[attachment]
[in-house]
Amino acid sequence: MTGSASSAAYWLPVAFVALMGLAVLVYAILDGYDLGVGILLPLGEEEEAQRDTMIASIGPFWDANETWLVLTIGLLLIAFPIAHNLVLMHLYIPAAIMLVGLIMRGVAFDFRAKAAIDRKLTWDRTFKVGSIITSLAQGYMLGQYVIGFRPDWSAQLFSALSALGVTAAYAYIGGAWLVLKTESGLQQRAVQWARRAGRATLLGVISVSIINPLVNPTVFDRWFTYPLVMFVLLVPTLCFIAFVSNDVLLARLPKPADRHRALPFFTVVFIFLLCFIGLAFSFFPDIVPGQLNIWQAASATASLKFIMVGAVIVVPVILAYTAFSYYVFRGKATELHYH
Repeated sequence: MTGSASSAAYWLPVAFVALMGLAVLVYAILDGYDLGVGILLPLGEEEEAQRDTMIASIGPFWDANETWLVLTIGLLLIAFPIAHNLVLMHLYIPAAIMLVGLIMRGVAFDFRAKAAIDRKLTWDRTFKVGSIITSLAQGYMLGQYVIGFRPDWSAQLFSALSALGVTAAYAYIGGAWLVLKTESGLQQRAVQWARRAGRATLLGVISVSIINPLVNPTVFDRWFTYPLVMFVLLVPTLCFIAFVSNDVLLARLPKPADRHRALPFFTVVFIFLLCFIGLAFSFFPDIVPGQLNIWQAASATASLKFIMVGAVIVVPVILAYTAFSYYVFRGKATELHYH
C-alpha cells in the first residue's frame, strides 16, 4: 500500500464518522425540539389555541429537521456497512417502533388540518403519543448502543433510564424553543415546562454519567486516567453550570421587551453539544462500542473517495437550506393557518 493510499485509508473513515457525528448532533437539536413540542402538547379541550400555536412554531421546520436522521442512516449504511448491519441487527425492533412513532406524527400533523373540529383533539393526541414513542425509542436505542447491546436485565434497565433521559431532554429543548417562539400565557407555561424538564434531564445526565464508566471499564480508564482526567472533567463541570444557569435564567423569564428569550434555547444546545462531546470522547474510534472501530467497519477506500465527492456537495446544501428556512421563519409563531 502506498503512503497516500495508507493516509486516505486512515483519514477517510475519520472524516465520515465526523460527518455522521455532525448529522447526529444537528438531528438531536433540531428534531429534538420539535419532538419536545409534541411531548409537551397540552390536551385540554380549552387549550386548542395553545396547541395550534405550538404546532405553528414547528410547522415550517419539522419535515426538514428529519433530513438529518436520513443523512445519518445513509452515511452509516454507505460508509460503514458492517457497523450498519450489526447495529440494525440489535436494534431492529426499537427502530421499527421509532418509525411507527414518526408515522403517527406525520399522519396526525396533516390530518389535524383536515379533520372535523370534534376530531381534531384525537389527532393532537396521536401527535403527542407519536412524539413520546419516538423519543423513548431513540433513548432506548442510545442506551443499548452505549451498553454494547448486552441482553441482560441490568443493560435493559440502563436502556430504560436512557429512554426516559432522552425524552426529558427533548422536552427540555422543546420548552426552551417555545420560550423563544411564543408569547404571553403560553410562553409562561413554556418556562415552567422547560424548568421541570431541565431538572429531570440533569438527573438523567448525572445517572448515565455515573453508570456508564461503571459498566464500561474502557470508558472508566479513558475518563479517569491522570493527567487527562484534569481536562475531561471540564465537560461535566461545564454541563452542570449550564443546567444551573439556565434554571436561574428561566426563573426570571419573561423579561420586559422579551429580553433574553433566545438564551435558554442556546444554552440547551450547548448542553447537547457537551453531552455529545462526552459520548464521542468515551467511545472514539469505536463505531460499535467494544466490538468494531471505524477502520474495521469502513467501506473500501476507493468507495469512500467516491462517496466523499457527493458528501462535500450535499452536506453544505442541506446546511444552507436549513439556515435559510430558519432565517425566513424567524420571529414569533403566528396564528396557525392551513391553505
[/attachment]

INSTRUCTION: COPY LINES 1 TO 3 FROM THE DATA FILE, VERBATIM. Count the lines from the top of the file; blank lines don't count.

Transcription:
[in-house]
Amino acid sequence: MTGSASSAAYWLPVAFVALMGLAVLVYAILDGYDLGVGILLPLGEEEEAQRDTMIASIGPFWDANETWLVLTIGLLLIAFPIAHNLVLMHLYIPAAIMLVGLIMRGVAFDFRAKAAIDRKLTWDRTFKVGSIITSLAQGYMLGQYVIGFRPDWSAQLFSALSALGVTAAYAYIGGAWLVLKTESGLQQRAVQWARRAGRATLLGVISVSIINPLVNPTVFDRWFTYPLVMFVLLVPTLCFIAFVSNDVLLARLPKPADRHRALPFFTVVFIFLLCFIGLAFSFFPDIVPGQLNIWQAASATASLKFIMVGAVIVVPVILAYTAFSYYVFRGKATELHYH
Repeated sequence: MTGSASSAAYWLPVAFVALMGLAVLVYAILDGYDLGVGILLPLGEEEEAQRDTMIASIGPFWDANETWLVLTIGLLLIAFPIAHNLVLMHLYIPAAIMLVGLIMRGVAFDFRAKAAIDRKLTWDRTFKVGSIITSLAQGYMLGQYVIGFRPDWSAQLFSALSALGVTAAYAYIGGAWLVLKTESGLQQRAVQWARRAGRATLLGVISVSIINPLVNPTVFDRWFTYPLVMFVLLVPTLCFIAFVSNDVLLARLPKPADRHRALPFFTVVFIFLLCFIGLAFSFFPDIVPGQLNIWQAASATASLKFIMVGAVIVVPVILAYTAFSYYVFRGKATELHYH